DEV Community

Nicolas Bailly
Nicolas Bailly

Posted on • Updated on

How the new 'One Of Many' Laravel relationship made my project 600 times faster

When a framework is as mature as Laravel, most new features tend to become subtle improvements, "nice to haves", or something that covers an edge case that you might encounter someday... But sometimes there's a feature that makes you think "That's what I've been waiting for !".

That's precisely what happened to me when the 'One Of Many' relationships was added to Laravel 8.42 a few days ago. And I'm pretty sure I'm not the only one since it solves a pretty common problem : getting the latest item out of a One To Many relationship.

For example maybe you have a table where you write each time a user logs-in, and you want to get their latest login ? Or maybe an object that has to go through several steps in a workflow and you want to get its current status ? How convenient would it be to be able to just call $user->latestLogin() or $order->currentStatus() ?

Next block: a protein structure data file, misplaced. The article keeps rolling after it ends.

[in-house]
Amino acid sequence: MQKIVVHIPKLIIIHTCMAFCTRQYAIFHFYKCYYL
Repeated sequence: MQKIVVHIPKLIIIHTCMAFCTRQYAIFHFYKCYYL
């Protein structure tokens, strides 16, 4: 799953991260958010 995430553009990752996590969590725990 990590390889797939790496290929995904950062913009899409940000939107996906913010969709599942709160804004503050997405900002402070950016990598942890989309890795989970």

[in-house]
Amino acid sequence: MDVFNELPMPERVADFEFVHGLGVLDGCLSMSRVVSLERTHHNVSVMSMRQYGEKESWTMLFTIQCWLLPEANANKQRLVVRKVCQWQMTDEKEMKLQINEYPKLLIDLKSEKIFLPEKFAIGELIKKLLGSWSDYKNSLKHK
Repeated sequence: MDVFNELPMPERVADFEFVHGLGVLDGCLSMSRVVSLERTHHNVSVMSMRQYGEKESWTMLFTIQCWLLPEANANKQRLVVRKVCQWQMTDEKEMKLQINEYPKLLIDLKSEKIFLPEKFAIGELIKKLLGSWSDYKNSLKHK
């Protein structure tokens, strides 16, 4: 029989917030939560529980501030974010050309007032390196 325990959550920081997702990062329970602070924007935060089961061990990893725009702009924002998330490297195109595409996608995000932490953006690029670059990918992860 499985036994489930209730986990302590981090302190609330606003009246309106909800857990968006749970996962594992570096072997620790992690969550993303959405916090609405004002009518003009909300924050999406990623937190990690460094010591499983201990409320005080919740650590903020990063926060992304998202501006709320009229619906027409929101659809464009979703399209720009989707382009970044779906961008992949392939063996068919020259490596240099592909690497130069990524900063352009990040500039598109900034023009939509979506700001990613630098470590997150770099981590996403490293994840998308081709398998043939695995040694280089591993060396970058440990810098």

until now it was of course doable, but it was either really tedious or had a very high performance impact. Let me give you an example

My Monitoring app

One of my current pet projects is a very simple monitoring app, that allows a user to enter a few URLs that the service will "ping" every minute, and send a text message if it becomes unavailable. The main (and only) page looks like this :

alt text

I have a grand total of 3 models in the app :

  • User : A Laravel user
  • Url : A URL to monitor (a user can have many URLs)
  • Check : A check that was made on a URL (a URL has many checks)

The controller for this view is really simple and the most simple approach would be something like that :

public function index(Request $request)
    $urls = auth()->user()->urls()->get();
    return response()->view('urls.index', ['urls' => $urls]);
Enter fullscreen mode Exit fullscreen mode

And then in the view we create a table with each row looking like this :

@foreach($urls as $url)
        <td>{{ $url->name }}</td>